are installment purchases are capitalized. Interest charges should not be capitalized as a cost of the asset required. The accounting for plant asset acquired in a trade-in or other exchange is specified by ABP Opinion No. 29, “ Accounting for an Nonmonetary Transactions.” No gain is recognized when a plant asset is exchanged for a similar plant asset. The asset required in the exchange is valued at the carrying amount of the asset given up plus any additional cash paid or amount financed. Asset constructed by a company for its own use should be recorded at the cost of direct material, direct labor, and applicable overhead cost. However, auditors may apply the additional test of comparing the total cost of self-constructed equipment with bids or estimated purchase prices for similar equipment from outside suppliers; excess cost of selfconstructed asset should be expensed in the period that construction is completed. Related Party Transactions. Assets acquired from affiliated corporations, from promoters or stockholders, or by any type of related-party transaction not involving arm’s-length bargaining between buyer and seller have sometimes been recorded at inflated amounts. The auditor should inquire into the methods by which the sales price was determined, the cost of the property to e vendor, length of ownership by the vendor, and any other available evidence that might indicate an arbitrarily determined valuation. Material related party transactions must be disclosed in the notes to the financial statements. 3. Make a physical inspection of major acquisition of plant and equipment. The auditors usually make a physical inspection of major units of plant and equipment acquired during the year under audit. This step is helpful in maintaining a good working knowledge of the client’s operation and also in interpreting the accounting entries for both addition and retirements. The audit procedure of physical inspection may flow in either direction between the plant assets and records of plant assets. By tracing items in the plant ledger to the physical assets, the auditors prove that the assets shown in the accounting records actually exist and are in the current use. The alternative testing procedure is to inspect selected assets in the in the plant and trace these assets to the detailed records. This test provides evidence that existing assets are recorded. The physical inspection of plant assets may be limited to major units acquired during the year or maybe extended to include tests of older equipment as well. In a few situations (especially when control risk is very high), the auditors may conclude that the taking of completely physical inventory is needed. Bear in mind, however, that a complete physical inventory of plant and equipment is a rare event. If such inventory is required, the auditors’ role is to observe the physical inventory. Let us consider an example of a situation in which the auditors might conclude that a complete physical inventory of equipment is needed. Assume that a client is engaged in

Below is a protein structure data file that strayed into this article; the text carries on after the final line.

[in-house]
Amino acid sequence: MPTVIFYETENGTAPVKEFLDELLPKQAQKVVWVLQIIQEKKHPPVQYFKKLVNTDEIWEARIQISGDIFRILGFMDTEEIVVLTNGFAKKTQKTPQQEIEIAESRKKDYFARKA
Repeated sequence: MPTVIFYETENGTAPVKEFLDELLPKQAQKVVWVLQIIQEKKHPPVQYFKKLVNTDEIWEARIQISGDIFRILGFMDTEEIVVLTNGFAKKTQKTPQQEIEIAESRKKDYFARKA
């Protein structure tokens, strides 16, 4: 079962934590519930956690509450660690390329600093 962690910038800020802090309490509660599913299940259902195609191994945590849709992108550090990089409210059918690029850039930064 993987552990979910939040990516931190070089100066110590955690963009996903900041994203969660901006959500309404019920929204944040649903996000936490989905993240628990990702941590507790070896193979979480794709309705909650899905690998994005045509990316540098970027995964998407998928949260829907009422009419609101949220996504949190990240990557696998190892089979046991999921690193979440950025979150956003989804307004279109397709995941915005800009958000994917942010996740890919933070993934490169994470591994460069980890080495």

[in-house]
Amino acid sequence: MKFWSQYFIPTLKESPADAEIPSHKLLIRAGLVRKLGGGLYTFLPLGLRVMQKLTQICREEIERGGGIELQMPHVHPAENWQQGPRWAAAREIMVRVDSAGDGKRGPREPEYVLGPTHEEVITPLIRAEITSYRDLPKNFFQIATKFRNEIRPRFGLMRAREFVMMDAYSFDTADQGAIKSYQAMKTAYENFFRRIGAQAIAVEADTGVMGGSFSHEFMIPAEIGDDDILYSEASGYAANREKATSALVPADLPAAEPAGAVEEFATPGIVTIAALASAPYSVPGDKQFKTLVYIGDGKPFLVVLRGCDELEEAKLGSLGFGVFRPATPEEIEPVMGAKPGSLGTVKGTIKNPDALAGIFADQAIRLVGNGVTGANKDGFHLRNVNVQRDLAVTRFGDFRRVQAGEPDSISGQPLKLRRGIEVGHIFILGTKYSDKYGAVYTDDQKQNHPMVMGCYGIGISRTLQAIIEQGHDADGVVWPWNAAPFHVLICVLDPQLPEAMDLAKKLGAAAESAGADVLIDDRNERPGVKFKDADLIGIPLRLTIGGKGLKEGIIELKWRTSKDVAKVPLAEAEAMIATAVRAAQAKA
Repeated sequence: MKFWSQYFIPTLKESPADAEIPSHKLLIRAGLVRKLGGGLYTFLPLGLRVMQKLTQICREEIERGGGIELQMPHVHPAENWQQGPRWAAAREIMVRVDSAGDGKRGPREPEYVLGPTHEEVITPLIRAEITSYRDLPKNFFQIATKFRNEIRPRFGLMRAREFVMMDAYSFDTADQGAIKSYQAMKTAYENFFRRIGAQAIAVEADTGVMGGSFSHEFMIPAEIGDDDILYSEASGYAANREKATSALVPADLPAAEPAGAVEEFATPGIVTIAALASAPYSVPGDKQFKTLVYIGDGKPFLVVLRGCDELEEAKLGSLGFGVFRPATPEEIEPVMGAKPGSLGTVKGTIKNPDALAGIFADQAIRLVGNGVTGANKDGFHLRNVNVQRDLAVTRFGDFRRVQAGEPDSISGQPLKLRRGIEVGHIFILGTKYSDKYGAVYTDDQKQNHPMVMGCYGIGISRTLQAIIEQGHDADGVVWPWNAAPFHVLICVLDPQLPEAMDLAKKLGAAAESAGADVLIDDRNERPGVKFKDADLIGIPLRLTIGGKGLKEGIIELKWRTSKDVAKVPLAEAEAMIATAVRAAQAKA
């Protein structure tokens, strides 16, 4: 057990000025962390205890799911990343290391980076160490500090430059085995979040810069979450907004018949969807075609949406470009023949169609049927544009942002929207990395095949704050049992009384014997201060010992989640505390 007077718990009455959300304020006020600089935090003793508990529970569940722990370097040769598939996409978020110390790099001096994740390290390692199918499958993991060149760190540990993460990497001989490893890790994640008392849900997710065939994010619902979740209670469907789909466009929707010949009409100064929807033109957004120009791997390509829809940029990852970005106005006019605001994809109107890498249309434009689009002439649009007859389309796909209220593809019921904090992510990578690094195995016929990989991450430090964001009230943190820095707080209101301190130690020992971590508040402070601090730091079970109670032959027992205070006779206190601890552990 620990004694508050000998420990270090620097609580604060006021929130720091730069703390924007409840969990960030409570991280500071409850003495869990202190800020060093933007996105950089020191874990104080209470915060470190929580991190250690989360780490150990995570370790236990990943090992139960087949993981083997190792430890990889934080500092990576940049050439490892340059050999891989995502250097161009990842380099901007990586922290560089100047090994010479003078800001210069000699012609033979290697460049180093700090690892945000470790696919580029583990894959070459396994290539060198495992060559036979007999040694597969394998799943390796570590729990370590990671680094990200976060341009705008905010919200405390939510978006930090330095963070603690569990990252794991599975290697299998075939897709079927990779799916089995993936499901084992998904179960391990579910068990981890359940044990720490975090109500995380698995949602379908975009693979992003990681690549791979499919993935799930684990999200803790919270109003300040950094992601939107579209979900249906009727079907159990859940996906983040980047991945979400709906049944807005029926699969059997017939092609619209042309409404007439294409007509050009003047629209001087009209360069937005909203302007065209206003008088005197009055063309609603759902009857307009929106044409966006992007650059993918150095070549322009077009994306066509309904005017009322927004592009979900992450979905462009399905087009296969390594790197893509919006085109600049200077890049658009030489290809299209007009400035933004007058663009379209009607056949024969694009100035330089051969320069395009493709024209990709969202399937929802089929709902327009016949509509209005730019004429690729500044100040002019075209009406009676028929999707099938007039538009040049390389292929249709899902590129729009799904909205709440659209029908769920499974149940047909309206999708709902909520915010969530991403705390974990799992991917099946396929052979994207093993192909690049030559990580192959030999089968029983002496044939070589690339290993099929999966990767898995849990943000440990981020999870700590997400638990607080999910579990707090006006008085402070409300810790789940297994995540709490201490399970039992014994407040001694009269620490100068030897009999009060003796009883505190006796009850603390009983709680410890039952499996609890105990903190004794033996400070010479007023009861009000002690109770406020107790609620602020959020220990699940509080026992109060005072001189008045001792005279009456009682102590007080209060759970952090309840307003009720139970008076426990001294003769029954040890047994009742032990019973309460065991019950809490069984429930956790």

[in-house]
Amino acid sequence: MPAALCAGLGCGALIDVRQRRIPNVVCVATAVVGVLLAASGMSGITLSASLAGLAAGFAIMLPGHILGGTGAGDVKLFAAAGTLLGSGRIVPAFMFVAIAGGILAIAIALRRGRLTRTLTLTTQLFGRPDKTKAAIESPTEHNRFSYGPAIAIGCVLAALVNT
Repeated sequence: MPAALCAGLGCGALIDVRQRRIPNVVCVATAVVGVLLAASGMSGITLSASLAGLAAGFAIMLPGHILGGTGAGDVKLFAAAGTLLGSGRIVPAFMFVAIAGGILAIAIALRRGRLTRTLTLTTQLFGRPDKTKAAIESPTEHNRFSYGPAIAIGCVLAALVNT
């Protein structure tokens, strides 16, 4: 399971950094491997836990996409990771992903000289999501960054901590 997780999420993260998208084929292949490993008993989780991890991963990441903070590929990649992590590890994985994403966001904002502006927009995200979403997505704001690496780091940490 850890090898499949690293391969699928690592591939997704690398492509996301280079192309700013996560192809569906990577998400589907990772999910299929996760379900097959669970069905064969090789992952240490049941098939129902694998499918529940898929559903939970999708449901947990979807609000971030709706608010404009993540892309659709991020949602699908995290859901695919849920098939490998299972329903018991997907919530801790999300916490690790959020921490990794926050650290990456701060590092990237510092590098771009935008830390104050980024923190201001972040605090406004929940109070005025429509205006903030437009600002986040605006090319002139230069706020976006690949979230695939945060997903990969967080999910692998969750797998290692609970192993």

commercial construction work and that the client owns and operates a great many units of costly mobile equipment. Such equipment may often be scrapped or sold upon the authorization of a field supervisor. Under these circumstances, the auditor might regard a complete physical inventory of plant and equipment as essential. Similarly, in the audit of clients owning a large number of automobile and trucks, the auditors may insist upon observing a physical count as well as examining legal title. Some large companies, as part of their internal control, perform occasional physical inventories of plant and equipment at certain location or in selected departments. The observation of these limited counts is often carried out by the clients internal auditing staff rather than by the independent auditors. 4. Analyze repair and maintenance expense accounts. The auditors principal objective in analyzing repair and maintenance expense accounts is to discover items that should have been capitalized. Many companies have a written policy setting the minimum expenditure to be capitalized. For example, company policy may prescribe that no expenditure for less than $300 shall be capitalized regardless of the service life of the item purchased. In such cases, the auditors will analyze the repair and maintenance accounts with a view toward determining the consistency of application of this policy as well as compliance with generally accepted accounting principles. To determine that the accounts contains only proper repair and maintenance charges, the auditors will trace the larger expenditures to written authorizations for transaction. The accuracy of the client’s accounting for the expenditures maybe verified by reference the vendors invoices, to material requisitions, and to labor time records. One useful means of identifying any capital expenditures that are included in the repair and maintenance accounts is to obtain or to prepare an analysis of monthly amounts of expense with corresponding amount listed for the preceding years should be fully investigated. If maintenance expense is classified by the departments serviced, the variations are especially noticeable. 5. Investigate the status of property, plant and equipment not in current use. Land, buildings, and equipment not in current use should be investigated thoroughly to determine the prospects for their future use in operations. Plant assets that are temporarily idle need not be reclassified, and depreciation may be continued at normal rates. On the other hand idle equipment that has been dismantled, or that for any reason appears unsuitable for the future operating use, should be written down to an estimated realizable value and excluded from the plant and equipment classification. In the case of standby equipment and other property not needed at present or prospective levels of operation, the auditors should consider whether the carrying value is recoverable through future use in operations. ILLUSTRATIVE CASE During 1970’s, many larger public utility companies began he construction of nuclear power plants which were believed to be the best source of electricity for the future. By the mid1980’s, however, number of these projects had turned into financial nightmares. In many